This past weekend I took "cross training" to the next level: cross-country skiing! The kids were at a birthday party all morning so I had some time to myself. With all the cold temps and rain/snow falling in the area a trip to the mountains seemed a better alternative to biking/riding.
I used to enjoy nordic skiing several years ago. As I drove up to the pass I kept having to go back further and further in my memory to find the last time I actually strapped on a pair of skis and hit the trails. Turns out it was 1996, a little further back than I anticipated, and it showed (more on that in a minute).
The drive up was uneventful except that the sun I was expecting turned out to be overcast skies. That turned to light snow flurries near the pass and moderate snowfall within a few hours.
The Nordic Center at Snoqualmie Pass is a great place to try out cross-country skiing. Within 10 minutes of arriving I was strapping on my rented skis and off on the beginner/training loops next the lodge. What a great place to "get my legs under me" and remember my technique. It took me close to an hour to be comfortable enough to venture out on the trails. As it turns out I should have spent that hour on the trail. The Cold Creek Trail (AKA USFS Road 9070), which starts just west of the Summit East lodge, is very much a "green" beginners trail or, as I'm sure the more experience skiers call it, a warm up trail. I could have easily gone straight to the trail and started there instead of the green loops.
Once I did make my way up there on the Cold Creek trail I was greeted by wonderful views of Snoqualmie Pass and Keechelus Lake. The snow conditions were perfect for skate-style skiing and the temps were tolerable (20-25F). I was in seventh-heaven. The groomed trail made it so easy to move along even with my sloppy strides. The other people on the trail greeted me at every turn with smiles and a cheerful hello, expecially the long line of young kids out for a XC class.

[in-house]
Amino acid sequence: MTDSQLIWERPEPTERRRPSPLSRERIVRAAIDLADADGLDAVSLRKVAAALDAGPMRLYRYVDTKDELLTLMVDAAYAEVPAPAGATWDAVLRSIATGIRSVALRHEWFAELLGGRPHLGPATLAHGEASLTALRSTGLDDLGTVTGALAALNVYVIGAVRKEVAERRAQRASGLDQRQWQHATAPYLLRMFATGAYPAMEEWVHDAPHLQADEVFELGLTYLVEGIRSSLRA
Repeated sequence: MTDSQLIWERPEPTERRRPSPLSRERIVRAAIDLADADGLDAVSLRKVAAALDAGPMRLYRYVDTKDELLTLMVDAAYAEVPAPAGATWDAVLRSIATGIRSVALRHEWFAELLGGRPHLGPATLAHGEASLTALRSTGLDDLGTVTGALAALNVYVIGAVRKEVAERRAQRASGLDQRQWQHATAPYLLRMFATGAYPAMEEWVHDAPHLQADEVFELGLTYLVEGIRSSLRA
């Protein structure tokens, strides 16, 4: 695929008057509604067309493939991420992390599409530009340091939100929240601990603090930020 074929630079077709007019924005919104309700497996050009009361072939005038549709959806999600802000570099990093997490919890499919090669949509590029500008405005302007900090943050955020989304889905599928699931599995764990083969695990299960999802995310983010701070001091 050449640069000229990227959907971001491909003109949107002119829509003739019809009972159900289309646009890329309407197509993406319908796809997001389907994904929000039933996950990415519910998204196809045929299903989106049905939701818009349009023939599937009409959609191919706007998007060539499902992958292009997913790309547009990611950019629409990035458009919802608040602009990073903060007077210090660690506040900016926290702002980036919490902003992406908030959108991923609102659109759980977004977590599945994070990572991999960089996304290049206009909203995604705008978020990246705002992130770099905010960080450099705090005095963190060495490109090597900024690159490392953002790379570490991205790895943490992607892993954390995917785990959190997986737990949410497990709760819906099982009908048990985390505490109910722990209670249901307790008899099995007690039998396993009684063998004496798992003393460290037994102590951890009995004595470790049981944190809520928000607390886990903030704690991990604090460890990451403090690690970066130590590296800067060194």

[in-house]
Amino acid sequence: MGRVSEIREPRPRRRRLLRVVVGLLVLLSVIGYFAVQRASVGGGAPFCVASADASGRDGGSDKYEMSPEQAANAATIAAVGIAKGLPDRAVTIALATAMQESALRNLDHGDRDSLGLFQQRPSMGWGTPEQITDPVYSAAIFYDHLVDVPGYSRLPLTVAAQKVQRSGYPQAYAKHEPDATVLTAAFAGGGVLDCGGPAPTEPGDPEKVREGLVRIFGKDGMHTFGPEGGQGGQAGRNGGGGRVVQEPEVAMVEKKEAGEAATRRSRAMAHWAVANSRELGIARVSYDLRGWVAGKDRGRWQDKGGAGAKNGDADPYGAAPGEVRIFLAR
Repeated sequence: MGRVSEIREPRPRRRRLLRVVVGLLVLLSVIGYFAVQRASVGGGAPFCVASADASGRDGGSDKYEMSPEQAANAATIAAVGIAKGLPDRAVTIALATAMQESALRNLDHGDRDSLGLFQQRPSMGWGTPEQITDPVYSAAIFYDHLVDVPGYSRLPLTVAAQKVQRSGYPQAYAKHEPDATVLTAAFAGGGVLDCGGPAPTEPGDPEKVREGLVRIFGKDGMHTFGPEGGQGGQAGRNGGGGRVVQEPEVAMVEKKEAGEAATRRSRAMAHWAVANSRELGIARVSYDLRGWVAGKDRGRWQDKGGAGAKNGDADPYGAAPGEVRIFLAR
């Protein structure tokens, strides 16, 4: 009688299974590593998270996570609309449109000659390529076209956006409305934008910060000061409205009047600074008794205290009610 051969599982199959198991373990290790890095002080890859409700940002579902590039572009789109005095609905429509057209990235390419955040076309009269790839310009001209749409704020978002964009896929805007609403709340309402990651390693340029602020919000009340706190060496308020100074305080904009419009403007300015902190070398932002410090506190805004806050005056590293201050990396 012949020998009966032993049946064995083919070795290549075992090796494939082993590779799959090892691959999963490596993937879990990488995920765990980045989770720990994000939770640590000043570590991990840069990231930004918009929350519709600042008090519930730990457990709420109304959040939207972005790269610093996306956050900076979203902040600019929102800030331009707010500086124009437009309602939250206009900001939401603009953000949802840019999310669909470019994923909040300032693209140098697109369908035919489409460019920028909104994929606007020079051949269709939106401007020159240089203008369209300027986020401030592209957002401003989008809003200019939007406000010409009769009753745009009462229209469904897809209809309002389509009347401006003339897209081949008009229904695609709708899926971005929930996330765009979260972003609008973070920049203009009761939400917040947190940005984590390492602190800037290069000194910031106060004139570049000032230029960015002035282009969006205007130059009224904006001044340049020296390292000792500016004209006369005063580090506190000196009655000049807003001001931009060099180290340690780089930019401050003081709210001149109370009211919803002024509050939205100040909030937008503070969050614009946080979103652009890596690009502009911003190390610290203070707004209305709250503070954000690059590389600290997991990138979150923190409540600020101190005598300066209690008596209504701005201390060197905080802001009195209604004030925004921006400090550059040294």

...except for the fact that my lack of off-season training really started to show after the first 90 minutes. Looking at my GPS profile for the day the data doesn't lie: within just a few minutes on the flat course my heart rate was up above 170 BPM and stayed between 150-165 for most of the day. After only 2 miles on the trail it was obvious that I needed to turn around. The entire loop around Mt. Catherine is 15.5K/9.6 miles. I did need to be home by early afternoon so I turned around for an early return. Wow, am I glad I did. The last mile back to the lodge turned out to be the hardest/slowest time of the day. After only about 3 hours of actual skiing I was DONE. I was at the point where no amount of resting would allow me to continue for the day.
Recovery: Amazingly I was only moderately sore during day 1 and 2 of recovery. Here I am on day 3 and I'm ready to go back.
This was an incredible experience for me, reminding me of days long past when I would camp at Lake of the Woods in southern Oregon with my Boy Scout troop. The memories came flooding back time and time again: how we used to have races down the snow-covered trails, sword fights with our ski poles, and my all-time favorite, tree tackling! Tree tackling, you say? That's where you run up to a snow-laden tree, hopefully no more than 24" in diameter, and try to tackle it so that the snow falls off the tree all around you. Trust me, it's a hoot!
Anyway, now I'm trying to figure out a way to get back up to the mountain again this Friday/Saturday for a repeat performance. If I can only fit it in to my frenetic schedule... }B^)